Post Categories: 2007 Season & Clay Buchholz & J.D. Drew & Jon Lester & Julio Lugo & Manny Ramirez & Rob Bradford & Sports Reporters

Free-agent signing of the year

April 19th, 2007 → 9:11 am @

It’s true: Rob Bradford, who’d been toiling in the purgatory of the Eagle-Tribune, has been hired by the Herald. I’ve long been a fan of Rob’s — he’s one of the best guys on the beat, and goes out and reports out new stories with new angles, an especially difficult task in Boston. (This isn’t a slam on anyone else covering the Sox: I’m a big proponent of newspapers dedicating staffers to reporting on sports as opposed to asking the same guy/gal who’s writing up game summaries and doing a Notes column to also come up with enterprise stories. It’s no accident that the San Francisco Chronicle‘s Balco reporting came from the work of two investigative reporters and not the paper’s Giants beat writers.)

This is the second Herald poach of an Eagle-Tribune staffer in the past year: John Tomase, who preceded Bradford as the E-T‘s Sox writer, was hired by the Herald last year to cover the Pats (and pinch hit when needed on baseball). That’s two good guys coming out of the E-T and two great hires by the Herald. For all the talk over the last several years about the Herald‘s tenuous business situation (and it’s purported $2 million a year in operating losses), they’ve an impressive investment in what’s long been the most profitable beat in Boston. (For the papers, that is…not the reporters.)

In other Red Sox-media news, it’s nice to see that Schilling not only agrees with me about Bradford, he also shares my opinion of my favorite punching bag, the ineffable Murray Chass. From a Q&A Schilling posted on his blog yesterday:

“Boston, like any other city, is what the player makes it, period. Every city has it’s CHB* to some degree. That miserable curmudgeon who will be the ‘anti-opinion’ guy because that’s the only niche he can fill. You come to realize that most times that person, or those people, are just bitter unhappy people and it has nothing to do with you in the end. If you allow people like that to skew your perspective on guys like McCadam (sic), Bradford, Browne, Buckley, Maz, then you can miss the boat. … [When] you read weekly sludge from the Murray Chas’ (sic) of the world it gets easy to let it roll off your back. There are going to be bad people with rotten agendas in any workplace, you just laugh and move on.”

I’ve taken a couple of weeks off from reading Chass; I was, frankly, worried about my blood pressure. I’m sure that’ll end soon…

* CHB=Curly Haired Bastard/Curly Haired Boyfriend=a Carl Everett-coined nickname given to Shaughnessy, although Simmons gets credit for the acronym.

Post Categories: Curt Schilling & Murray Chass & Rob Bradford

Pet peeve #831

February 24th, 2007 → 12:30 pm @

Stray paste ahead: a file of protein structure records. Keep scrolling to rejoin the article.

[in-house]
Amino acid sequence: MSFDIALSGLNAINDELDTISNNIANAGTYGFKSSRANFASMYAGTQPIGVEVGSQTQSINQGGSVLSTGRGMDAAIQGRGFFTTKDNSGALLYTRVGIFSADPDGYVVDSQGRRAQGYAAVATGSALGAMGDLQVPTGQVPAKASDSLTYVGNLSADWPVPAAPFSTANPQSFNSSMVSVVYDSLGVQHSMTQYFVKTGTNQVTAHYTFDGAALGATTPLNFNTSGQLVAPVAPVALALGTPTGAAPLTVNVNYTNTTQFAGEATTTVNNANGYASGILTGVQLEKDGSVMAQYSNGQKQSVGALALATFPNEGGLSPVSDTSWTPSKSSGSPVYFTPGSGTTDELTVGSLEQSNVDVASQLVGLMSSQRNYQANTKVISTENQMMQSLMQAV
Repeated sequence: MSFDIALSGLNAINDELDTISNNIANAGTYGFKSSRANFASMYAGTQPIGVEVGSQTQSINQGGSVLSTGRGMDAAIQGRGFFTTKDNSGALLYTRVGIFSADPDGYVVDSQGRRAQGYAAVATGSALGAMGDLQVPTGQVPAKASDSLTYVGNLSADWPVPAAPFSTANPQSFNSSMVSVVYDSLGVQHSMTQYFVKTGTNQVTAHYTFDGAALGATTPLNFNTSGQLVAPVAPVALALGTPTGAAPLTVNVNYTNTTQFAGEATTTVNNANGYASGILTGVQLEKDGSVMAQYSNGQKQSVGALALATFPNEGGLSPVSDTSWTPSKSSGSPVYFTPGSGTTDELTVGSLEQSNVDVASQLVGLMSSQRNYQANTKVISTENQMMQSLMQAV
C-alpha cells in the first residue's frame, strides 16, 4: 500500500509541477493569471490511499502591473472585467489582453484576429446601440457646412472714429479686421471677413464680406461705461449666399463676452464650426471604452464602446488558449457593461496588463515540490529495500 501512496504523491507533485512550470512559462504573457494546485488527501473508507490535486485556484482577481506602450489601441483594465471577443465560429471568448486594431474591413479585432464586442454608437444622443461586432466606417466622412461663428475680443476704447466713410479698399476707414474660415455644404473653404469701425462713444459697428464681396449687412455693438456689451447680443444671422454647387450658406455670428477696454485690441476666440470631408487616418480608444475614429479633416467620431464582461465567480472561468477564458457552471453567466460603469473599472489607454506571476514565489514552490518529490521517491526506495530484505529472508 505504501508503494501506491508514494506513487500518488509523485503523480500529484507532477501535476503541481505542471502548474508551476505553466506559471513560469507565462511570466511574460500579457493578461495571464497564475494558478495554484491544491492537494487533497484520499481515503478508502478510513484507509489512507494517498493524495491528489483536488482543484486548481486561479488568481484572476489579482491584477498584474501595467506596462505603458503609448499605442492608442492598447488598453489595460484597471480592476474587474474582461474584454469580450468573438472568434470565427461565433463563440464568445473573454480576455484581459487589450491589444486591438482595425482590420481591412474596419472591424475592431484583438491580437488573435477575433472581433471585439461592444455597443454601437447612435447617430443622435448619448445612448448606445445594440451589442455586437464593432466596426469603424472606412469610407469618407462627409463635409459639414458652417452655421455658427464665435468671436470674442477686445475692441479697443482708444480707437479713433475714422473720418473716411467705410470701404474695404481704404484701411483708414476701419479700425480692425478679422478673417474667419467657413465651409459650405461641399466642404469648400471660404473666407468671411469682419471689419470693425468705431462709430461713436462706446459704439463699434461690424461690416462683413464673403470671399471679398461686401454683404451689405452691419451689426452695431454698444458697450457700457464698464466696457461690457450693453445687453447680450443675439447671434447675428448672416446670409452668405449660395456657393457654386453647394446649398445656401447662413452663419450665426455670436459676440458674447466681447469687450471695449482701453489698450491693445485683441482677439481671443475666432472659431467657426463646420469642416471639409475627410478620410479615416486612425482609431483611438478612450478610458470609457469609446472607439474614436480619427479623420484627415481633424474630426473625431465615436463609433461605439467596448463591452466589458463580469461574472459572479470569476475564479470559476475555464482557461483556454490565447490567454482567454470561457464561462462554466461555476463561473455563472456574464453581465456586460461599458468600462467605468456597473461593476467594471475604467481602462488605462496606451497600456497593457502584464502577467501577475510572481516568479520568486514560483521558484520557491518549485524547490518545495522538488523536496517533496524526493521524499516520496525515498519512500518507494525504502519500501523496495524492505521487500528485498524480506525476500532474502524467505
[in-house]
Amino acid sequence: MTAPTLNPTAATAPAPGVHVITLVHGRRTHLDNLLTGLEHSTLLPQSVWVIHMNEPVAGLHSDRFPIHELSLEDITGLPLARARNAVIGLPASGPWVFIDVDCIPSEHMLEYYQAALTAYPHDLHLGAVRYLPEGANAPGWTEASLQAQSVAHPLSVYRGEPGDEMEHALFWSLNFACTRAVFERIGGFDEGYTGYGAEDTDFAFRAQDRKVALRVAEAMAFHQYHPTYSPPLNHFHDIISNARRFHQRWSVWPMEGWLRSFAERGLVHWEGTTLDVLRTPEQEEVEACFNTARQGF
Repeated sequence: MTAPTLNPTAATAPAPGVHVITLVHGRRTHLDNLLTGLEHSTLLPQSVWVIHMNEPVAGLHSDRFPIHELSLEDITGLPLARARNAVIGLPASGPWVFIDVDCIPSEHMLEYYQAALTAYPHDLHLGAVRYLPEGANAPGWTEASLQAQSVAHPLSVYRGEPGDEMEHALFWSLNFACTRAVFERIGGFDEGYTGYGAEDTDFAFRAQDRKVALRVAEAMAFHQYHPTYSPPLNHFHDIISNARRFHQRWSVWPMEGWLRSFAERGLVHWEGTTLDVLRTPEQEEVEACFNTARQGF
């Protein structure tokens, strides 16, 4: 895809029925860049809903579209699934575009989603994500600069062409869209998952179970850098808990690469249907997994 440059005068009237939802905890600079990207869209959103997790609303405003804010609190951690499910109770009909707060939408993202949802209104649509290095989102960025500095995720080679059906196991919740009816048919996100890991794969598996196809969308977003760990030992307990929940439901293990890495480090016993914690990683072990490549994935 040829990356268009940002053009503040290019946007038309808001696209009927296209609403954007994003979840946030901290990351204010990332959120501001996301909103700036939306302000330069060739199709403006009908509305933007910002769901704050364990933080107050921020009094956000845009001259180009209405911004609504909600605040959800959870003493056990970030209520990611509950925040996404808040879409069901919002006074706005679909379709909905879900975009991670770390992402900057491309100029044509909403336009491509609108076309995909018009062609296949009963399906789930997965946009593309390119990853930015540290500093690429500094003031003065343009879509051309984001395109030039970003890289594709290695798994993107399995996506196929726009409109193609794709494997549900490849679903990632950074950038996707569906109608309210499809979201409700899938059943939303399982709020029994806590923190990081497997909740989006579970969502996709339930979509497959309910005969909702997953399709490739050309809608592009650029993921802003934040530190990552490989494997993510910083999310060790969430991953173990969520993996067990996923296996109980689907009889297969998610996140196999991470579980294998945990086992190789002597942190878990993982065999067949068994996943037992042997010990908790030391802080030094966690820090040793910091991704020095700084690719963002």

On, Jayson Stark has a column about how the Red Sox wish Jonathan Papelbon would remain as closer. “Under ordinary circumstances,” Stark writes, “no team moves men who are that good at a job that important to some other job. You sure won’t see the Red Sox trying Manny Ramirez at shortstop this spring. And David Ortiz won’t be hitting leadoff.” More to the point, regardless of how effective Ortiz is at moving runners from first to third, you won’t see him punching the ball to the opposite field instead of swinging for the fences, which is exactly what the Red Sox wanted him to do when they signed him.

And, as Papelbon himself knows (“the Red Sox drafted me as a starter,” Paps told Stark, “and that’s what I’m going to be”), he’ll be most valuable in a spot in which he can pitch the most innings. It’s common sense that 200 innings is worth more than 70. That’s why mid-level starters get $12 million a year and, in ’06, Mo made $10.5 mil. Unfortunately, common sense isn’t a lot of sportswriters’ strengths.

There are plenty of exceptions out there, and regular readers of this blog are well aware that of I think Rob Bradford is one of them. It’s obviously good news that Bradford has a new blog, Bradford on Baseball. If you haven’t already, check it out. You’ll be glad you did.

Post Categories: Jayson Stark & Jonathan Papelbon & Rob Bradford

OK, fine, so I’m not adding anything here…but read the damn articles anyway

February 6th, 2007 → 8:54 pm @

There are a lot of great sports reporters out there. With that caveat out of the way, the reason Eagle-Tribune Sox beat writer Rob Bradford‘s stuff stands out so much is that he’s always coming up with new angles and new ways to approach stories and then reporting the crap out of them. He had a pair of doozies in the paper over the weekend, both about J.D. Drew. If anyone missed his piece on Drew’s, um, unusual regimen for staying healthy, do yourself a favor and check it out. And in this story, Bradford explains — or helps explain, anyway — why Drew’s contract got held up. (If only Murray “call me Woodward and Bernstein” Chass had half the initiative and a third of the reporting chops of Bradford, Times readers might have known this a while back…and been spared a whole slew of insane jeremiads. Oh well.)

Post Categories: J.D. Drew & Murray Chass & New York Times & Rob Bradford

Matsuzaka money

January 18th, 2007 → 8:42 am @

I’ve always been a fan of Rob Bradford’s writing, and I think it’s a crying shame that, for some unknown reason, he’s suffering in the purgatory of the Eagle-Tribune. He has another good article today, this one explaining that the Matsuzaka signing won’t mean nearly as much increased revenue for the Red Sox as most people think.